One of the things on my Washington D.C. Must-Do-List was making a stop at the Library of Congress, a feat I was able to accomplish this past week. I had been to a couple of trainings in the Library of Congress during the first few weeks of my internship, but they were in the James Madison Memorial Building not the Thomas Jefferson Building.
Fun Fact: The Library of Congress is actually housed in three buildings throughout the Capitol Complex, Thomas Jefferson Building, John Adams Building, and James Madison Memorial Building. And prior to 1897 the Library of Congress (LOC) was located in the actual Capitol building. Here is a link for historical information on the Library of Congress: http://www.loc.gov/loc/walls/history.html
The Thomas Jefferson Building houses the Main Reading Room, a prominent feature in the movie National Treasure: Book of Secrets, and probably the most well known “library” in America. As I made my way through a maze of corridors that felt never-ending in search of the Main Reading Room I came across four amazing exhibits.
Located in the Graphic Arts Galleries (Herblock Gallery and Caroline and Erwin Swann Memorial Exhibition) the first exhibit explored the rise and evolution of editorial cartoons through the work of Herbert L. Block, a famous cartoonist from the 1950s. Through an archway is the Swann Exhibit, a collection exploring the diversity of cartooning from slapstick to political and everything in-between. Down the hall was Here to Stay: The Legacy of George and Ira Gershwin, a phenomenal exhibit for those of you who love musical theater and film from the first half of the twentieth century. The Gershwin exhibit is followed by Hope for America: Performers, Politics, and Pop Culture, with a funny film introduction by Stephen Colbert.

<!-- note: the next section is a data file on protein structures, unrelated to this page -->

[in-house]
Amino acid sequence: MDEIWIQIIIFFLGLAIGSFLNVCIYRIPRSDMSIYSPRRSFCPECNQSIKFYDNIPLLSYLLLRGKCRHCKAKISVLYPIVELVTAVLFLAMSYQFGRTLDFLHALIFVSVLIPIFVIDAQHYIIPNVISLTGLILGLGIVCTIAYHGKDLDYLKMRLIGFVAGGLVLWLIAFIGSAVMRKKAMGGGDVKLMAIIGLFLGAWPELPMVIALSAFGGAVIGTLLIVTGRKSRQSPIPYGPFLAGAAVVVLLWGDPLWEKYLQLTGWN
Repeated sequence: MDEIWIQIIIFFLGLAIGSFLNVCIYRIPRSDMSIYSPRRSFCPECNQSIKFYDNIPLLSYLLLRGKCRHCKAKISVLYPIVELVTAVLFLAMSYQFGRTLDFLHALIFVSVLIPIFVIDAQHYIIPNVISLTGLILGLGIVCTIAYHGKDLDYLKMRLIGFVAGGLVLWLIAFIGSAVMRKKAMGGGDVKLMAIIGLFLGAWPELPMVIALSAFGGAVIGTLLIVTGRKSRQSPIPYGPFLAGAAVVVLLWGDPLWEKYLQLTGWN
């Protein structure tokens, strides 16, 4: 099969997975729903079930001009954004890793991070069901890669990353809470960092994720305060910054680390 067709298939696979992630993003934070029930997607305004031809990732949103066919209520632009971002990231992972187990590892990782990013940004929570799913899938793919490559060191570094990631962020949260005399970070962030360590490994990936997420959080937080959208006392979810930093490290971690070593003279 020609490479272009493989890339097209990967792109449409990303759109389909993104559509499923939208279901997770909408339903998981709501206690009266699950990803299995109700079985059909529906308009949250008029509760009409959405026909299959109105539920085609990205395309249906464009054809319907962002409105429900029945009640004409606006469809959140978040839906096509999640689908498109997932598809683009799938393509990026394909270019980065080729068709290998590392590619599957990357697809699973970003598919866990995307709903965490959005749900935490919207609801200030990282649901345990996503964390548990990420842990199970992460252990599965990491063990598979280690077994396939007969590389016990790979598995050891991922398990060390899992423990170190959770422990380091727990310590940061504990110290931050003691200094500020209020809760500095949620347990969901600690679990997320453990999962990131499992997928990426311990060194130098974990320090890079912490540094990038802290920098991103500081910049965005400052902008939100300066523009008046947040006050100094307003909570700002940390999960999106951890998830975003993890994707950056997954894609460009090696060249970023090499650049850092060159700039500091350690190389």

Links to Exhibit Overviews
Here to Stay: unfortunately there is no link for further information on this exhibit
Hope for America: http://myloc.gov/Exhibitions/hopeforamerica/Pages/Overview.aspx
After stopping off at these exhibits I finally made my way to the correct floor, exited the elevator, made a couple of turns and found myself staring at the circulation desk of the Main Reading Room.
I had to stop for a moment as I looked up and was left breathless. Sculptures, plaques, stained glass, busts, the massive marble columns. It is truly unbelievable. My attention was immediately drawn to the eight marble plaques written with gold lettering identifying the pillars of knowledge; Philosophy, Art, History, Commerce, Religion, Science, Law and Poetry. Each pillar is expressed through a famous quote and an artistic rendering of each pillar of knowledge in statue form. In the spaces between the eight marble columns and pillars of knowledge are sixteen bronze statues. Each pillar of knowledge is represented by two men in each category as the most accomplished in their respective fields.
My description cannot do this room justice. Here is a link to information on the eight pillars of knowledge. A must read!
Simply breathtaking. Do not pass this up if you are in DC.